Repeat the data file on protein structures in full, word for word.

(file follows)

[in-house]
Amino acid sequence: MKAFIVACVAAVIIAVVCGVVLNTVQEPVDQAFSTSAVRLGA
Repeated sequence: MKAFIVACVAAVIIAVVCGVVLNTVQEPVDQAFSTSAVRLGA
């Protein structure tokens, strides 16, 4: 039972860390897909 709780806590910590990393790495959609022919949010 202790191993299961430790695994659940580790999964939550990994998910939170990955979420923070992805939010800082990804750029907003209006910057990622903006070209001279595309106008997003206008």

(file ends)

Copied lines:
[in-house]
Amino acid sequence: MKAFIVACVAAVIIAVVCGVVLNTVQEPVDQAFSTSAVRLGA
Repeated sequence: MKAFIVACVAAVIIAVVCGVVLNTVQEPVDQAFSTSAVRLGA
């Protein structure tokens, strides 16, 4: 039972860390897909 709780806590910590990393790495959609022919949010 202790191993299961430790695994659940580790999964939550990994998910939170990955979420923070992805939010800082990804750029907003209006910057990622903006070209001279595309106008997003206008």